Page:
The integration of CPS and DT offers a way for construction project teams to bridge the gap between virtual models and physical construction, creating a cyberphysical production system. In this context, the built environment becomes a rich area for the application of the CPS and DT framework for smart buildings, cities, and infrastructures, colloquially called cyberphysical environments, where the built environment becomes increasingly intelligent and digitally connected.

7. Conclusions

This paper presents a literature review of the industry pre-4IR, the 4IR itself, Construction 4.0 technologies, its origin and its applications, and the synergy of the main Construction 4.0 drivers, i.e., the synergy of BIM with IoT and BD.
With the aim of answering RQ1, Section 3.2 introduced an explanation of the 4IR and Section 4.2 gave the main Construction 4.0 technologies. It was found that the Construction 4.0 drivers are indeed the drivers of the 4IR, i.e., they originated from the 4IR, except for BIM, which is characteristic for the construction industry. Most of these technologies did exist for themselves, but it was the concept of the 4IR that pushed them into wider application and gave them more popularity by increasing interest in the whole concept.
To answer RQ2, each of the Construction 4.0 technologies was analyzed in Section 4.2 and a visual representation was made (Figure 4). It can be concluded that BIM, BD, and IoT are the most represented, i.e., the most significant Construction 4.0 drivers. Ultimately, it was concluded that BIM, IoT, and BD are the main drivers of Construction 4.0. This provided a basis for answering RQ3, in which the aim was to determine the directions of BIM development with regard to the main Construction 4.0 drivers and whether Construction 4.0 is what will push BIM into wider application. The motivation for this question was found in the fact that BIM is mostly applied in the design phase of construction but lacks application in the later phases of a construction project.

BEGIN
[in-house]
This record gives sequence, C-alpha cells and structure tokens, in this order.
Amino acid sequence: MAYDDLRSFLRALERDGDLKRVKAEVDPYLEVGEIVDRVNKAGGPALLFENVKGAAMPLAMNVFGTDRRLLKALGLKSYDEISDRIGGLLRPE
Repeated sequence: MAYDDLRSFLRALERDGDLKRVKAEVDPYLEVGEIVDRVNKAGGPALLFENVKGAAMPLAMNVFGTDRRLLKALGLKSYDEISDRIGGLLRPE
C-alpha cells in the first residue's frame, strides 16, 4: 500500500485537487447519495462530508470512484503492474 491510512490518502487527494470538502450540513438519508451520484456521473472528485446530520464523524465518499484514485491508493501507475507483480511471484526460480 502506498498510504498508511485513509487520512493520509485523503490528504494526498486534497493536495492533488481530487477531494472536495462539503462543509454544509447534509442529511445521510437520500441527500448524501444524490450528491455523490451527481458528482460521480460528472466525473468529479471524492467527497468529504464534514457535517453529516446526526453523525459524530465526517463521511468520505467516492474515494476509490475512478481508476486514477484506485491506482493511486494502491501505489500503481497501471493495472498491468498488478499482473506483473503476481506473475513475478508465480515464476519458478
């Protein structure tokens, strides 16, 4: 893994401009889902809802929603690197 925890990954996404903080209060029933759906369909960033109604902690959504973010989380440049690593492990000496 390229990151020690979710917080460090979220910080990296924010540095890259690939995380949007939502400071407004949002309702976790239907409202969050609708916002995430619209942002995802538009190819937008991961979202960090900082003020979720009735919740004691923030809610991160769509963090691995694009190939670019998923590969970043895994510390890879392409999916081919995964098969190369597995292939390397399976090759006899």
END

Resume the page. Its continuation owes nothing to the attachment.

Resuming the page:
In order to answer RQ3, Section 5 was dedicated to the integration of BIM with IoT and BIM with BD as the main Construction 4.0 drivers. It was found that this integration can contribute to the application of BIM itself and the whole Construction 4.0 concept since BIM is becoming the standard for the construction industry. IoT connects all necessary devices for effective monitoring of all project phases, and BD is a requirement for analyzing the huge amounts of data generated in larger construction projects. Improvements in terms of increased productivity and decreased construction duration and costs are anticipated while increasing safety. The reported synergies of BIM with Internet-linked open datasets resulted in real-time information on weather forecasts, flooding risks, population density, road congestions, waste minimization, facility management, decision making, efficient modeling, failure and damage detection, and construction site monitoring. Integration could improve the performance of real-time monitoring while increasing the quality of the entire construction project by enabling more information regarding all project phases.
This provided a basis for answering RQ4, in which the aim was to determine in which phases of the construction project’s lifecycle the benefits of Construction 4.0 are most evident. Unfortunately, the answer to this question is still the design (preconstruction) phase, which is continuously developing and becoming more automated, as can be concluded from all the mentioned applications of Construction 4.0 technologies in the construction industry in this paper, while the construction phase still lags behind in terms of its implementation. It is uncertain whether this will change despite the numerous possibilities that BIM offers since the construction industry is resistant to change and does not easily give up established traditional practices. However, BIM is arguably adopting Construction 4.0 requirements and as such could be recognized as BIM 4.0.